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2017 MLB Draft Notes

The 2017 MLB Draft is in the books and after all the fanfare, it was an ok draft.  There isn’t a transformational player like Bryce Harper or Kris Bryant in the draft, but instead there are a number of players, particularly at the top that could become solid major leaguers, with some of them having all-star potential.

While I have yet to see all of these players, for those of you with early Dynasty League drafts, this could be a good cheat sheet for how I would set my early preference list.

Hunter Greene (CIN, RHP) – Taken number two overall by the Reds.  Greene is the most talented player in the draft.  He can hit triple-digits on the mound with an incredibly easy delivery but is also a fine shortstop prospect.  From all accounts, the Reds will develop him as a pitcher but if he blows out his arm, a fallback as a positional player is not bad.  The worry of course is that he will in fact blow out his arm as history has not been kind to teenagers who throw with that velocity.  Finally, if you didn’t see the family expose created by the MLB Network on Greene, it’s a must watch.  If it’s even half accurate, the makeup and character are off-the-charts.

Kyle Wright (ATL, RHP) – Taken number five overall by the Braves.  Great value pick for the Braves.  Wright was my top college pitcher on the board with his combination of stuff, size and present pitchability.  He’s so advanced that he could see the big leagues as early as 2018 but with a 2019 ETA more likely.

Royce Lewis (MIN, SS) – Taken number one overall by the Twins. It’s hard to get excited about a Twins pick.  I would have taken Hunter Greene but instead they decided to go with one of the best athletic bats in the draft in Royce Lewis.  He’s been comp’d to Byron Buxton-lite but with potentially a better hit-tool.  I’m not sure what that means, but that’s what I was told.

Brendan McKay (TB, 1B/LHP) – Taken number four by the Rays.  McKay is the most interesting pick of the draft.  He was announced as a first baseman on draft night but he’ll likely both pitch and play first in the minors.  If it works, he’ll break not only the major league salary structure but the fantasy world.  Should you get collect stats at first base or pitcher?  I would argue…both.

MacKenzie Gore (SD, LHP) – Gore will be best known early in his career as the guy with the funny leg kick.  But, he’s extremely athletic, and you have to be with that crazy delivery, with a fastball that he can run up to the mid-90’s with great secondary pitches.  He could move quickly through the system and challenge for a job in 2020.

Pavin Smith (ARI, 1B) – Taken number seven by the Diamondbacks.  The Diamondbacks went very safe with their first pick with the high floor, lower-ceiling of Pavin Smith.  He can really hit, rarely strikes out, but scouts are mixed about his power potential.

Keston Hiura (MIL, 2B) – Taken number nine by the Brewers.  Arguably Hiura had the best hit-tool in the draft.  The problem is that he likely needs TJ Surgery and could miss considerably playing time early in his career.  However, assuming he comes back healthy, he could be one of the big steals of the draft.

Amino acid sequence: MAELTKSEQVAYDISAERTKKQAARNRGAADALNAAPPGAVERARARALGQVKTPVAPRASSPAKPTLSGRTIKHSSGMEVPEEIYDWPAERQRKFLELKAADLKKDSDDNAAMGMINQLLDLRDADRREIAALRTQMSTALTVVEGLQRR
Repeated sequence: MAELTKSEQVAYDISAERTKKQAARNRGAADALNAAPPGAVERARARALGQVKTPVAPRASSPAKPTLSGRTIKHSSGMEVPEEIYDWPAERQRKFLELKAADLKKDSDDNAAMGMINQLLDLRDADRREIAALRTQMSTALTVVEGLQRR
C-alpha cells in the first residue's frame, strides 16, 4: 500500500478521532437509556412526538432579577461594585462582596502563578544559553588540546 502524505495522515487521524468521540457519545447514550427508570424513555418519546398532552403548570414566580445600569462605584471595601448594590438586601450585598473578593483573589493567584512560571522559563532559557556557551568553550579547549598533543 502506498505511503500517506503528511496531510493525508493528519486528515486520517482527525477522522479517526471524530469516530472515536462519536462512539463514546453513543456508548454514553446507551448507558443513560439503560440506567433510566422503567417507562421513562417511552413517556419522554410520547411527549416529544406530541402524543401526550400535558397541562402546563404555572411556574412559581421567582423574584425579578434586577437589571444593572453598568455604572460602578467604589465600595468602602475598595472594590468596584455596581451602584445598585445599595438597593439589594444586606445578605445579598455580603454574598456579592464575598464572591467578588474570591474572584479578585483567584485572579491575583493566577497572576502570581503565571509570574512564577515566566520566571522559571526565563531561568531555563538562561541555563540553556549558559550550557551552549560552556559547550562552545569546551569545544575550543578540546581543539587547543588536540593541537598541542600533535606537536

Jake Burger (CHW, OF) – Taken number eleven by the White Sox.  Burger has big raw power with the ability to make enough contact to get to the power.  While he played third base in college, the White Sox will likely move him to left field or possibly to first.

Adam Haseley (PHI, OF) – Taken number eight by the Phillies.  Haseley is a very athletic player who took a major step forward in 2017 at Virginia were he hit 14 home runs and walked twice as much as he struck out.  While he only stole 10 bases, he’s a plus runner so the combination could play very well in fantasy.

Austin Beck (OAK, OF) – Taken number six by the Athletics.  Beck is a tooled-up high schooler who is a plus runner with great bat speed.  The big question will he be able to hit enough.  While you can say that about most players taken in the draft, Beck has the athleticism that should set him apart.

D.L. Hall (BAL, LHP) – Taken at number 21 by the Orioles.  Hall has really good stuff and somehow dropped to the Orioles at 21.  I do recognize the poor history the Orioles have had with developing pitchers, so there is clearly concern.  But the combination of stuff and left-handiness is pretty interesting.

David Peterson (NYM, LHP) – Taken at number 20 by the Mets.  I’ll say it again – invest in Mets pitchers.  While Peterson doesn’t have the power arsenal of many others taken in the first round, he’s an extreme ground ball pitcher with plus control.  He could move very quickly through the system with a Dallas Keuchel type of ceiling.  But remember, there’s a fine line between Keuchel being great and being bad…see 2015 to 2016 to 2017.

Three others…sleeper if you will.

Evan White (SEA, 1B) – Very athletic, premium hit tool and a plus defender at first.   The concern is the power.  If it sounds like Dominic Smith, you are thinking along the same lines I am.

Logan Warmoth (TOR, 2B) – Had an excellent junior season at North Carolina by posting a .958 OPS with 10 home runs and 18 stolen bases.  While he struck out 47 times in 63 games, he really barrels the ball and I believe he could become a solid regular contributor at the big league level.

Jordan Adell (LAA, OF) – While he went 10th overall to the Angels, Adell will be a project.  He’s a premium athlete who’s a double-plus runner with plus raw power.  However, he’s sushi raw and will need a lot of work.

 

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2 comments on “2017 MLB Draft Notes

  1. Not from what I’ve been told. I’ve not seen either, but McKay would have gone top 5 as either a pitcher or bat. Better stuff, although he tailed off after a tough workload.

  2. I have Peterson above McKay as a pure pitcher. Agree?

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